”I was writing about the Rastas long before they became fashionable,” he said in the lilting accent of his native Jamaica as he leaned back on a leather sofa in his fifth-floor office. Mr. Patterson’s skin is deep bronze; his hairline is receding. A wispy goatee clings to his chin.

Now it is his latest book, ”Rituals of Blood: Consequences of Slavery in Two American Centuries” (Civitas/Counterpoint), that is causing a stir by weighing in on the long-running debate over how much damage slavery did to the black family.

During the antebellum period, abolitionists emphasized the havoc slavery played on black family life. After the war, Southerners who dominated American history for decades flipped that argument upside down, calling slavery a stabilizing force on blacks whose family life deteriorated after emancipation.

Earlier in this century, sociologists like W. E. B. Du Bois and E. Franklin Frazier placed the spotlight once again on the debilitating aftereffects of slavery. As a young official in the Johnson Administration, Daniel Patrick Moynihan was influenced by their work as he grappled with the persistently high level of out-of-wedlock births among blacks.

In the 1970’s, Mr. Moynihan’s argument was countered by Herbert G. Gutman, a professor at City University of New York. In his classic book, ”The Black Family in Slavery and Freedom,” he tried to show the resilience of the black family and how through all of slavery’s depredations, the family emerged relatively intact. Mr. Gutman’s work was seized upon by many black intellectuals who were both troubled by Mr. Moynihan’s depiction of black antisocial behavior and the implicit message of Mr. Gutman’s work: If black families survived the ravages of slavery, then whatever problems that plague them today are the result of contemporary racism.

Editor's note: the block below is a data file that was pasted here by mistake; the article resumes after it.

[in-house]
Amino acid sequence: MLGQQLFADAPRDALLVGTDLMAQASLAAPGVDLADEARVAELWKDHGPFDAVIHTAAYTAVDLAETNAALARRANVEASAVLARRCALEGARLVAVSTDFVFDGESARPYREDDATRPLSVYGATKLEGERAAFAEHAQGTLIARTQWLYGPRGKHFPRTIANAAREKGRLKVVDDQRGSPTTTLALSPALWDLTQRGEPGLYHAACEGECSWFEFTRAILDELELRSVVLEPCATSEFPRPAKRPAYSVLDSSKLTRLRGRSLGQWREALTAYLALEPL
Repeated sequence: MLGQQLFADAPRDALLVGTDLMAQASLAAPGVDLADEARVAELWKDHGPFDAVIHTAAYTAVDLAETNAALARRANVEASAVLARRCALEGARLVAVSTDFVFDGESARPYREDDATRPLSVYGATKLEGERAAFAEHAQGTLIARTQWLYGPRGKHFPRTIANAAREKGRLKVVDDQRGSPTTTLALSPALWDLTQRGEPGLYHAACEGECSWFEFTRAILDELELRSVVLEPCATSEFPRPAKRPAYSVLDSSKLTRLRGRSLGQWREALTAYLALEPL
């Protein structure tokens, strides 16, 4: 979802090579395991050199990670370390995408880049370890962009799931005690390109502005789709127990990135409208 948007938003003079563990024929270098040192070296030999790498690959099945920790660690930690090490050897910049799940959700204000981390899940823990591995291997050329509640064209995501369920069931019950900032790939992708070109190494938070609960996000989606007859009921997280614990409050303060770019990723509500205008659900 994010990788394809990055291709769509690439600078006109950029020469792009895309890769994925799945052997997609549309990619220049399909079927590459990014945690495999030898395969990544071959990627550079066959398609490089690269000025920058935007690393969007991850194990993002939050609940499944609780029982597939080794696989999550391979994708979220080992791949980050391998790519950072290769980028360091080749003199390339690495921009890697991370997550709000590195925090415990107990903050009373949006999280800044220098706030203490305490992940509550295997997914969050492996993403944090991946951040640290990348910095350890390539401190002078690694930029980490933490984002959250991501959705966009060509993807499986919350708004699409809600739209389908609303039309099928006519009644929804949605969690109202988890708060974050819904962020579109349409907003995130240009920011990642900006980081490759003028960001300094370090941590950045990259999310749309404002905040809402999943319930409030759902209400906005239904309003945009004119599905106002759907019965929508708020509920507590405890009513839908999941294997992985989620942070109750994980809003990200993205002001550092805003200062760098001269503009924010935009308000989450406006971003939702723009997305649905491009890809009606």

To Mr. Patterson, however, Mr. Gutman’s theory is romantic nonsense.

”Look, how can you have 270 years of history in which the family was not recognized, women could be raped, beaten, stripped naked in the fields before their so-called husbands; where men were emasculated deliberately in the sense of having no authority, no say over their children, even though they are encouraged to reproduce; how can you have 270 years of that and claim that people came out with intact families with a two-parents, suburban-type family?” he asked. ”It’s just absurd on the face of it.”

He scoffs at critics who say his forthright critique of black men and families hurts African-Americans. And he is impatient with the reluctance to discuss sexual relations between black men and women.